Neil

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(how are people posting pictures?  The forum wouldn't let me upload an image, and it wouldn't let me link to the attachment, either.  (but it did allow uploading the attachment...)) (Firefox, MacOS...)

 

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Bill the forum has some bug and it has been reported, I simply use copy the picture (Control C) and then paste it into the post with Control V.

 

In fact I think I always have done it this way.

John Samperi

Ampertronics Pty. Ltd.

https://www.ampertronics.com.au

* Electronic Design * Custom Products * Contract Assembly

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(weird.  Talk about the method I'd LEAST expect to work.  Thanks!)

 

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I tend to use a ground plane on the top of the board

Well that sounds a bit like an oxymoron----aren't there parts in the way?  Hard to make a nice sheet of plane that way!  If you are careful, you can often make a pretty solid sheet on the bottom layer. 

When in the dark remember-the future looks brighter than ever.   I look forward to being able to predict the future!

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As I mentioned - the ground plane and the Vcc plane are as far as RF is concerned, the same thing. As a general rule, any current that flows in the one plane has to come back via the other... I tend to put the ground on top simply from habit; it really doesn't matter.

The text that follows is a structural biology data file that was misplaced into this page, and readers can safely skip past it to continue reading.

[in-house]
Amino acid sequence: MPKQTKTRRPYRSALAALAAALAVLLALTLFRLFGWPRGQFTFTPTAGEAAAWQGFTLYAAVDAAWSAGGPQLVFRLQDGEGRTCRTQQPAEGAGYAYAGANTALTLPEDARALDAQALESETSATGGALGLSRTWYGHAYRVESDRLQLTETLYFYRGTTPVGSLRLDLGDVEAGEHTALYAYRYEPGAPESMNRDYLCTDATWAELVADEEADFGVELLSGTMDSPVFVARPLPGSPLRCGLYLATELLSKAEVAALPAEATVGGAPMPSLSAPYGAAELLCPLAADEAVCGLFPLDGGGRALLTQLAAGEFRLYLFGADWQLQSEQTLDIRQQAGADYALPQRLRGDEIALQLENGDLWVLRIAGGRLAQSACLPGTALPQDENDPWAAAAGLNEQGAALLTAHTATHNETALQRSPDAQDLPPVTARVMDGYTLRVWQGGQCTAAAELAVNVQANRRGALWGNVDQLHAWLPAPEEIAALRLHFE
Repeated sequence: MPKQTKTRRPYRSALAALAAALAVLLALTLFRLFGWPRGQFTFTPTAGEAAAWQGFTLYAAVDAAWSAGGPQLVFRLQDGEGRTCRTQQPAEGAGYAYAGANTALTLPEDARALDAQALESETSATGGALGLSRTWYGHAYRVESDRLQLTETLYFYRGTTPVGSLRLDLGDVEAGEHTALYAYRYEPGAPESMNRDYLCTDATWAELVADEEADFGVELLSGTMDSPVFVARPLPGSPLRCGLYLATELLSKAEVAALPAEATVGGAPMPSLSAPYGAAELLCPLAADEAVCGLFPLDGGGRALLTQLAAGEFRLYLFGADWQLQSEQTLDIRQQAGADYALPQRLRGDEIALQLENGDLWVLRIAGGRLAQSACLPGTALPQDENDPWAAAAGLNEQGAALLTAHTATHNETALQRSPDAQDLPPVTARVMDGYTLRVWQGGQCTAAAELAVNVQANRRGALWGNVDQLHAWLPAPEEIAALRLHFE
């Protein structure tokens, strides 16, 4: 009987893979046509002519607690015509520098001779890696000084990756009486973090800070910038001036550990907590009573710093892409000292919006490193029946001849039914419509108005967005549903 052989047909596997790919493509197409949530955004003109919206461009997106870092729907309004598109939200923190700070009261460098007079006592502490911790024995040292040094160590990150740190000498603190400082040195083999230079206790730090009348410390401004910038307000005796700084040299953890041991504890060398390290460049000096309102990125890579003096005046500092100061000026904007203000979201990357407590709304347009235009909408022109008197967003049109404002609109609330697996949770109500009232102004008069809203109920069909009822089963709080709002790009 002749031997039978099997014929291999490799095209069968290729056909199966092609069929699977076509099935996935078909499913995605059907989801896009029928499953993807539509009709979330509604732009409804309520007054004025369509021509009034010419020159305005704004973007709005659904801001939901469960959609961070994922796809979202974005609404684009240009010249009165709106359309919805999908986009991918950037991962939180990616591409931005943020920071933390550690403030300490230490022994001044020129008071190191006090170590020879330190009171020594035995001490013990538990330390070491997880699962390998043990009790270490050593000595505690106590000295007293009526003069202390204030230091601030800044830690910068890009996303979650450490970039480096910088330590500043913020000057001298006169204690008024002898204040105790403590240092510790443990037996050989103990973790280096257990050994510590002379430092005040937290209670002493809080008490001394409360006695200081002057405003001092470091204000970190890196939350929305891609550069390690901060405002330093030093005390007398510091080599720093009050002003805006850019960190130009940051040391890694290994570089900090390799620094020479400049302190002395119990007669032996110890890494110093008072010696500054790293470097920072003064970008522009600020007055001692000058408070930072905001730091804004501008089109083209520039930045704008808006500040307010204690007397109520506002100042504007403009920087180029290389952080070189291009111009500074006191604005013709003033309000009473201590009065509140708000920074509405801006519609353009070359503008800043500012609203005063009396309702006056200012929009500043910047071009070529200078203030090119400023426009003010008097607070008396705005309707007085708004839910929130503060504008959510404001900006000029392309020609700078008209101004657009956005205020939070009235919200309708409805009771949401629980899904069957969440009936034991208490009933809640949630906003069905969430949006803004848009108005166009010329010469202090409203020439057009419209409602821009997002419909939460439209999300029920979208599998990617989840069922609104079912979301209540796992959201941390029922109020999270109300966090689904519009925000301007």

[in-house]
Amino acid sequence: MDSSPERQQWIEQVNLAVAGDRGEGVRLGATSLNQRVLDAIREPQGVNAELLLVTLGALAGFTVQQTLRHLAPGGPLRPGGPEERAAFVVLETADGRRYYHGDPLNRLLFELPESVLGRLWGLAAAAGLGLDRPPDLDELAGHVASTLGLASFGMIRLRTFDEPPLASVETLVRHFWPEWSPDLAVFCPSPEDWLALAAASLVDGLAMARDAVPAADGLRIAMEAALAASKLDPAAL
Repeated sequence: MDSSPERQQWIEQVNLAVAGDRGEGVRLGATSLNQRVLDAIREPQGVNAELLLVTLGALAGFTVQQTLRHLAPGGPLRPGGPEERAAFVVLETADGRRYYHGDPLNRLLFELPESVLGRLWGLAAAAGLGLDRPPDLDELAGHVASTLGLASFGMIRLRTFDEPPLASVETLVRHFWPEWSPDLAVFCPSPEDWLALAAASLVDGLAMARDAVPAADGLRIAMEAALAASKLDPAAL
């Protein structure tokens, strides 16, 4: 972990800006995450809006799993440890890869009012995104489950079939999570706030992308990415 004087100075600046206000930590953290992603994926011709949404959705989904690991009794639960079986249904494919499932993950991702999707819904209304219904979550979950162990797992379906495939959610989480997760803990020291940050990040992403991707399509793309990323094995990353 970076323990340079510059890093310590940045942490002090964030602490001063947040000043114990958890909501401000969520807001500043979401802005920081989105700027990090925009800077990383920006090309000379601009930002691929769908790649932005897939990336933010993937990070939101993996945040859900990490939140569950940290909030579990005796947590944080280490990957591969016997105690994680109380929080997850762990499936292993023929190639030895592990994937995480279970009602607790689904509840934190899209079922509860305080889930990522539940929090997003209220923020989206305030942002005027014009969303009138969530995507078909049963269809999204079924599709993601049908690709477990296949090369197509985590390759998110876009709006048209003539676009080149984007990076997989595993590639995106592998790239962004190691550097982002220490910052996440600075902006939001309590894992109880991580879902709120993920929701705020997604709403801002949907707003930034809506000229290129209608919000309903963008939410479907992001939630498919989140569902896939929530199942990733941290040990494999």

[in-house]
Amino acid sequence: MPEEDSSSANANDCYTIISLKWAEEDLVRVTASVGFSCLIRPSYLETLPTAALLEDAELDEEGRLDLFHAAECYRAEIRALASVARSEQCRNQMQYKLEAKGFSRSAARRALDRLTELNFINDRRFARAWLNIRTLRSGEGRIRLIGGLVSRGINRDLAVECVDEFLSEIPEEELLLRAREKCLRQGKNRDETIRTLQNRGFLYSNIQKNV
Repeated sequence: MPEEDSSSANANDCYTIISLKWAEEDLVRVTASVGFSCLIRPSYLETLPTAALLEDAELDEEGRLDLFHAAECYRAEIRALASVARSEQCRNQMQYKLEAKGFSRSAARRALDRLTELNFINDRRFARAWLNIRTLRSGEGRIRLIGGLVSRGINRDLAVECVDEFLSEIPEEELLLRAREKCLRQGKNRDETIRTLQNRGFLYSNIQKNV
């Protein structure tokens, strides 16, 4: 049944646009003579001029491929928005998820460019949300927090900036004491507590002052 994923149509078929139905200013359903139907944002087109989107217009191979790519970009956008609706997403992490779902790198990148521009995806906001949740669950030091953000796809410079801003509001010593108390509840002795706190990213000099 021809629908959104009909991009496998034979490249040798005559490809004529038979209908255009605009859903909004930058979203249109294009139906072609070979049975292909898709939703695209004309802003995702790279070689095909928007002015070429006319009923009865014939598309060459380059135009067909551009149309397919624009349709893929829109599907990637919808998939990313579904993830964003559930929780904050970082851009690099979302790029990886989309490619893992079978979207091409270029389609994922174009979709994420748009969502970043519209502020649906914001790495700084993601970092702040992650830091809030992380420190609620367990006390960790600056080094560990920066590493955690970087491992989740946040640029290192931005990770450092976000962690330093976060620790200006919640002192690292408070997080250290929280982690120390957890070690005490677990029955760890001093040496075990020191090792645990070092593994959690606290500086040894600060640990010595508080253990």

Sometimes you don't get a plane; it depends what else is on there. Sometimes you need to use inner layers for ground/Vcc planes though of course you're actually better off using the outer layers for planes and the inners for traces... but the old school approach of buses go east-west on the top and north-south on the bottom works well, though there isn't really a plane; if one pays attention to spacing everything gets to where it needs to be.

 

Front side:

 

Back side:

 

 

Neil

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It's quite striking that if current needs to get from left to right (or vice versa) in Green; it's going to have a hard time.

 

Nice looking layout though. KiCad seems to have come on a bit since I last looked at it in a 4.0.5 ish release guise.

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Unshown simply because it would have made the details too small (the board is 20 x 25cm) are large margins at the extremes: top and bottom for the back and left and right for the front. The effect is lots of circular islands. The board complete runs under ten mA and when static it's essentially leakage current only; lots of 74HC.

 

Neil